BREAKING NEWS!! WMD’s FOUND!! (Weapons of Mass Distraction)
Are you trapped in an endless cycle of “likes”, “follow” and “connects’”, if so, you’re not alone. Social Media sites like Twitter, Facebook and the business connectivity site LinkedIn have leveraged technology to engage customers and your target audience by leveling the playing field at a scale unheard of by the marketers of barely a generation ago.
Everyone is a thought leader, content curationist and engagement guru today and we buy into every bit of it. To engage with us means we’re witty, clever and have something important to say.
To have our mildly thought provoking but otherwise irrelevant articles reviewed, debated endlessly but still remaining “top of mind” by our individual and collective insistence to make sure everyone hears our two cents on the subject inflates the content’s credibility beyond its inherent value in addition to inflating the content creator’s standing in social media circles (deserved or not).
Blogging disguised as journalism. The media focuses on stories that will get the most resounding echo’s on the social sites to go viral rather than reporting on and investigating the issues that have the potential to effect the most people in their daily lives. Actors as news reporters. An edgey style and sharp (often very attractive) looks has more payoff than intellect, experience or relevant training and education. One has only to see any TMZ news report to know that amateur is the new professional. Politicians and government officials have more media training and coaching for their academy award winning performances than do the cast of the House of Cards (Kevin Spacey…you sir are brilliant). All the ingredients for a thick propaganda borsch are present, including the meatiest pictures of the train wreck actress du jour or the arrogant deposition of a teenage heartthrob whose concert tickets and soundtrack sales only go up the more outrageous the comments out of his mouth.
In the 1968 exhibition of his work, Andy Warhol coined the phrase “In the future, everyone will be world famous for 15 minutes”. Social media is the newest channel(s) by which an individual might attain fame, albeit short lived. Teen sexting (sending of provocative photo’s (clothed or unclothed) via text and e-mail to friends can quickly spread like a viral outbreak of the worst kind, entrapping everyone in it’s spell. The fact the pictures continue to be shared far and wide and the originating individual has lost any control over their “content” means little when the permanence of the internet is factored in. Our 2014 reality is that in the future, everyone will be famous to 15 people, but the shadow of their content, their clever meme, their semi-insightful article, their witty retort will live forever on the internet, searchable, copied and plagiarised.
Social Media distractions are the modern day filler of the daily grind. What once would have been accomplished in a quick phone call or e-mail or perhaps a team coffee break, is an instant, dynamic up to the minute regurgitation of every errant thought we have, or have seen and thought to share our amusement with the world. The effort that social interaction once required seems to have evaporated. But Social Media empowers us even more than that. We can interact with the content, share our thoughts, concerns, rabidly disagree with the content or praise it’s viewpoint and share our brilliance with an ever widening audience. From the cute puppy that gets it’s head stuck in a cardboard box, to endless cat video’s on YouTube (seriously…I don’t get that) to every imaginable comment, thought, theory, and 2 cents on this hour’s trending piece of information cleverly disguised to appear as news. It’s all there, sharable, with everyone interacting and approving it. It’s the content interaction itself that has taken precedence over its actual content, biased or incorrectly researched it doesn’t matter. We interacted with it, we shared it, the audience widens, the content (and the content creator) wins out of sheer numbers.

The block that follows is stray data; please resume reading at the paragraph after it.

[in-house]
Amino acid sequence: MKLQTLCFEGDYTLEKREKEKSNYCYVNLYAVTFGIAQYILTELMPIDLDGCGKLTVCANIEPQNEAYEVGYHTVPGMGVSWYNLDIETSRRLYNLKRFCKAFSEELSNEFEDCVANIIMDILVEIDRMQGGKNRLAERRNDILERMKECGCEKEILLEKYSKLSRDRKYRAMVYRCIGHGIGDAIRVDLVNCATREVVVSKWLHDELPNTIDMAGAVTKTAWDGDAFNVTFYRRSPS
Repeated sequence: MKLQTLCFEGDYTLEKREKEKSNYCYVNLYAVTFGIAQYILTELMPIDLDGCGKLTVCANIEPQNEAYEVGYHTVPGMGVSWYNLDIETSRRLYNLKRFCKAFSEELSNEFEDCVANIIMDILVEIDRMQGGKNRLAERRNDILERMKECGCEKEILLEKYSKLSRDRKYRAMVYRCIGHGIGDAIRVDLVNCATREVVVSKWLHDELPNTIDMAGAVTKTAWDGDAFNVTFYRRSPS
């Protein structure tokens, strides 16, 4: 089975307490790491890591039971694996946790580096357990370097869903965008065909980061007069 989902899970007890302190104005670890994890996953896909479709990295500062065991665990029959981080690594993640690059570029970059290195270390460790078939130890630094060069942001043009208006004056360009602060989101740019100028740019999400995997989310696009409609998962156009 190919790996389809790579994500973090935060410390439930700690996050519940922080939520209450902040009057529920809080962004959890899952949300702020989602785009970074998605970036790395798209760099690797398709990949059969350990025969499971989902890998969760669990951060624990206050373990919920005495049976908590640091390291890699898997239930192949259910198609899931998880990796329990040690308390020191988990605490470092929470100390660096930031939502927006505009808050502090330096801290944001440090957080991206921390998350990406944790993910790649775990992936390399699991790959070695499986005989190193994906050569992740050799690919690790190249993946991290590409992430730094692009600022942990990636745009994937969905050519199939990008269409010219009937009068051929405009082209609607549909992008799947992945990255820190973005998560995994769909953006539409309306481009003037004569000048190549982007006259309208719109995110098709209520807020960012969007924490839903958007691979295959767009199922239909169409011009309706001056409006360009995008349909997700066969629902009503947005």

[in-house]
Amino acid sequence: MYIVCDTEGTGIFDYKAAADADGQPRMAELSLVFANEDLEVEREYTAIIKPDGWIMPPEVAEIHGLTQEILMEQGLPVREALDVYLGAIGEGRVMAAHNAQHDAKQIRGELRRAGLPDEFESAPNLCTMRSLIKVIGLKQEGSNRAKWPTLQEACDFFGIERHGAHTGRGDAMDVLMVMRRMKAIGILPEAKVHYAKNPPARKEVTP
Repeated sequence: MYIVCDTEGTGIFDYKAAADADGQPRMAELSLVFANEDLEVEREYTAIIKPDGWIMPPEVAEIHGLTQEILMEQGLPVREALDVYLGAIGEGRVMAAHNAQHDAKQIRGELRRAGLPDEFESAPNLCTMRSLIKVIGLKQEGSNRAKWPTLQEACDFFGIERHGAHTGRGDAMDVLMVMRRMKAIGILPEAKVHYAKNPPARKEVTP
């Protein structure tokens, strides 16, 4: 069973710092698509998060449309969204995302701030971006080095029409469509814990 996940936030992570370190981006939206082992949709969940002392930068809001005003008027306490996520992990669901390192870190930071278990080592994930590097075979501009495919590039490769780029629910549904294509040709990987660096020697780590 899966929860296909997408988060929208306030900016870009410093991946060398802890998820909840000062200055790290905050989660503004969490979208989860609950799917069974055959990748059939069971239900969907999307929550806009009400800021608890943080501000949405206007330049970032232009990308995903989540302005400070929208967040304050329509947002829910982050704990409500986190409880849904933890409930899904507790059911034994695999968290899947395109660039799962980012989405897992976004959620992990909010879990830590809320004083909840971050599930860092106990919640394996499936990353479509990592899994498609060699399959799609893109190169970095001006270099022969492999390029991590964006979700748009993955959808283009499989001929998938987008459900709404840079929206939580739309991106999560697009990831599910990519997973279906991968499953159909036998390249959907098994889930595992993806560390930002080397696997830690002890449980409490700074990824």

How does the content then become useful and less of a distraction? How can we take more control over our feeds, our ingestion of content to slow or stop entirely the indigestion of overexposure which is not only counterproductive in the workplace and family home, but also unhealthy. What constructive difference will it make to view, watch, read and share every tidbit of content that amuses us even briefly? What would happen if we simply limited ourselves to 3 shares a day, 3 personal thoughts and 3 comments on others content and a limit of 3 minutes per working hour of reading non work related content? Would the gaps in our day, the void we fill with social content become filled with more meaningful personal social interaction? Would we get more work done? Would we be more productive? Would we be happier more satisfied people?
An Ostrich with its head in the sand is just as blind to opportunity as to disaster. It’s the healthy social mix of being aware of both that we should strive for. Social Media dieting is just the newest game where you win when you lose. We’re better people when we have less on our plate. So get off the site, pick up the phone and fill your plate with healthy interaction!
IT Recruiter / Headhunter for the past 20 years. Occasionally known as “The Philosopher Recruiter” and prides himself as a “Papabear Extraordinaire”. Results oriented, creative, devilishly clever and tenacious, Daryl is an annoyingly persistent man. Daryl occasionally rants a bit on the internet and calls it blogging. Follow at your own risk.